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Tips on selecting a film camera for analogue photography beginners

We’ve all been there. Stumbling into an elaborate new obsession or hobby, mulling it over for days upon days, before finally deciding to pull the trigger on it and get stuck in, only to be hit with the paradox of choice when trying to figure out where to begin.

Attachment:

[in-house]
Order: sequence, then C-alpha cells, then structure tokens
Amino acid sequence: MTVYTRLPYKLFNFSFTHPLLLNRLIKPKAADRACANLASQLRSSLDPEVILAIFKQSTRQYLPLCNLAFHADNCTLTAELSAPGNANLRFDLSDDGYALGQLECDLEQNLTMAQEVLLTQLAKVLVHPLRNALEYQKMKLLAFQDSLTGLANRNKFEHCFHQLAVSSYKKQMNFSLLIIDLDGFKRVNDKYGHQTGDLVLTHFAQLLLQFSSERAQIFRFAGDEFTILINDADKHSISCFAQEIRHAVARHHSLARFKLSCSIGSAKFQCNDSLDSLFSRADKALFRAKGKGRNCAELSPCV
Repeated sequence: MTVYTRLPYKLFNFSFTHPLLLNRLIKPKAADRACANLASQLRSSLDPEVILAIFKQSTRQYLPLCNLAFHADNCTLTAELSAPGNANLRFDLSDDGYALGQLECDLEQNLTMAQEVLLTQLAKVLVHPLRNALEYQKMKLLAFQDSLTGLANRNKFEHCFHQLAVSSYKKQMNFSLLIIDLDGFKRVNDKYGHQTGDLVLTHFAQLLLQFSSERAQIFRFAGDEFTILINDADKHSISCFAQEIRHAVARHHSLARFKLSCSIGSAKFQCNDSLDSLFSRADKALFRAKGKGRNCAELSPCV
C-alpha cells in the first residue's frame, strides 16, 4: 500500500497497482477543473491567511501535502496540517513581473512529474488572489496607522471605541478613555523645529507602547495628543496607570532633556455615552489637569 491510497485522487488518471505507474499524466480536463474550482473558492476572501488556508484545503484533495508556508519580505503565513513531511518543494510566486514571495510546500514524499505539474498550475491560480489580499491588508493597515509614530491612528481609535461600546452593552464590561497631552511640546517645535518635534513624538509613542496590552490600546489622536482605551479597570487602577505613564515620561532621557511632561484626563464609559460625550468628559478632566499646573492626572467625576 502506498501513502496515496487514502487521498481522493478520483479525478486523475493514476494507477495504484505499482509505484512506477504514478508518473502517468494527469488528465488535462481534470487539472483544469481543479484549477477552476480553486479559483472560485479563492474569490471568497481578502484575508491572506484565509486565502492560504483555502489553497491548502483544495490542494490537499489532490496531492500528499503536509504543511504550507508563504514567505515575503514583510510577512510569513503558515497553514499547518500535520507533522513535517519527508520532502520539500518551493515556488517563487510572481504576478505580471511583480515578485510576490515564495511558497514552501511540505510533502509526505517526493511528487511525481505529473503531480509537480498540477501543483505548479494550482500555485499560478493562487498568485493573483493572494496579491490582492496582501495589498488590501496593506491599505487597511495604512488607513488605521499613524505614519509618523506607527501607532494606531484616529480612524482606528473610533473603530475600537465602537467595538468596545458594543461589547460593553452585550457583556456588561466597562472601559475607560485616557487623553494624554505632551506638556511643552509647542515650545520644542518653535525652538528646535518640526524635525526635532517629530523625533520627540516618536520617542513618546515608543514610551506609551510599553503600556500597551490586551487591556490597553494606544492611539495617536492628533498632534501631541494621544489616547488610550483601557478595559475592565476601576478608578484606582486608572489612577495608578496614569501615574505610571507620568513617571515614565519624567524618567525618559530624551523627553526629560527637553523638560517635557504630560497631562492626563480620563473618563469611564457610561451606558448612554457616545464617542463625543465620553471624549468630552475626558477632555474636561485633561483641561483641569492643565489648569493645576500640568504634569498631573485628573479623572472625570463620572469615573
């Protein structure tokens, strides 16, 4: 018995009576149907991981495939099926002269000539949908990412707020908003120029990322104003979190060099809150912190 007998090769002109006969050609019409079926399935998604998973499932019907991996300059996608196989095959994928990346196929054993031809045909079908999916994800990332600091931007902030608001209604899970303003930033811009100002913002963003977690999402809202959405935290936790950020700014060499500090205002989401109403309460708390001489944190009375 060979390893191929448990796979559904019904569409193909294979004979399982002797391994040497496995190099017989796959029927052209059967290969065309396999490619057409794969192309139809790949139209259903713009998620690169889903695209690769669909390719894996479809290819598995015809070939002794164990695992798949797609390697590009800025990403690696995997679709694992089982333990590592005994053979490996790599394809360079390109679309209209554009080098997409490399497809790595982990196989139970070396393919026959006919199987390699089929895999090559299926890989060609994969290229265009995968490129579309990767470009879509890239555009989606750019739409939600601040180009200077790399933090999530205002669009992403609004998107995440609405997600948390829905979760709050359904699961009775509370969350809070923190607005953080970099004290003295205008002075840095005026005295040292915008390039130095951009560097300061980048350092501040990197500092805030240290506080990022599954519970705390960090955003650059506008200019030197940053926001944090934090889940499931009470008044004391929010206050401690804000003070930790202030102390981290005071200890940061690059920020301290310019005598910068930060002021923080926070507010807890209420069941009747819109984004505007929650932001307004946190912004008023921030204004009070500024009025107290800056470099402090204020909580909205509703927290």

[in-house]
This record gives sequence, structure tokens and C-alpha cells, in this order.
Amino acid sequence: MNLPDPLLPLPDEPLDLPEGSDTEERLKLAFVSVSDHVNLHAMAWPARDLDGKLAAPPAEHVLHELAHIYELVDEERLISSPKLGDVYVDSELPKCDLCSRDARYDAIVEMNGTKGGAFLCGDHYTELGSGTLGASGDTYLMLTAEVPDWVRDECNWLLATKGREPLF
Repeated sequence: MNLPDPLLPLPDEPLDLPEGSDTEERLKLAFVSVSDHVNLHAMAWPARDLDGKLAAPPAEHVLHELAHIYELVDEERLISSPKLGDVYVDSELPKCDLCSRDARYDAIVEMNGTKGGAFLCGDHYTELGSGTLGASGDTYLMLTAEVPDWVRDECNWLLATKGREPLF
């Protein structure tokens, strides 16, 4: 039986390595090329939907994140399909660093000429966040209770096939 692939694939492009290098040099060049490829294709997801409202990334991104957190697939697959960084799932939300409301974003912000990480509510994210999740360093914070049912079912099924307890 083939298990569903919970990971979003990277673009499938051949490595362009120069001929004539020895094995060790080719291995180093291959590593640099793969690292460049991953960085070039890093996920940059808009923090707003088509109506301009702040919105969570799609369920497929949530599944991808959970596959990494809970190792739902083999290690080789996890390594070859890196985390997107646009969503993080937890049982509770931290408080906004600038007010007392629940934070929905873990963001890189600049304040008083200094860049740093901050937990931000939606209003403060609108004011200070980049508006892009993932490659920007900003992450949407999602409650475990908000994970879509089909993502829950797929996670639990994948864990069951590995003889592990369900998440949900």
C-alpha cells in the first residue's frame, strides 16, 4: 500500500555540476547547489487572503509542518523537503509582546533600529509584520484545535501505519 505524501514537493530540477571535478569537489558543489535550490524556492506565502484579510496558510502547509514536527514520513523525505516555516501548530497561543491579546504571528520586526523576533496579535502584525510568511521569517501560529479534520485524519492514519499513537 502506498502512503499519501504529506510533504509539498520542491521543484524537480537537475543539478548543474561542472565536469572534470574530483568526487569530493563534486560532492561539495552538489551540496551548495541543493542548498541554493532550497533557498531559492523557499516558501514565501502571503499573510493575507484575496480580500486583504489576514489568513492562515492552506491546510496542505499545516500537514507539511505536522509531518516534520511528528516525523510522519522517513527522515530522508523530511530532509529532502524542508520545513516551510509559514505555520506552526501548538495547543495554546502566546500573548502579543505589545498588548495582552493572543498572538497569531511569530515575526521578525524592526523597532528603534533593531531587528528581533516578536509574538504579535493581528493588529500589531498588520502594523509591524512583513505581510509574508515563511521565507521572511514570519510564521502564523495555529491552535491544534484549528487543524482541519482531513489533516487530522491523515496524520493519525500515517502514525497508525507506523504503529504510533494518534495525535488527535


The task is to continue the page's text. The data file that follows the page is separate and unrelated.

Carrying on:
Nowhere is this a bigger wormhole than in the field of film photography. So where DO you begin? There’s years and years and years worth of cameras across every format, and even if you can nail that down, you’ve got point and shoots, rangefinders, SLRs, TLRs, instant, fixed lens, the list goes on and on. To top it all off, the vast majority of your options are borderline antique, meaning you can either pay top dollar in a camera store (and risk paying at least triple what the camera is actually worth) or taking a risk on eBay/Depop or an equivalent. Having shot film for over four years now and tried out most of the cameras people tend to go for across all three formats during my degree, I figured I’d pull together a little guide of tips on what to think about when buying for anyone from general photography beginners, to more experienced shooters looking to grab something with a bit more soul than a DSLR.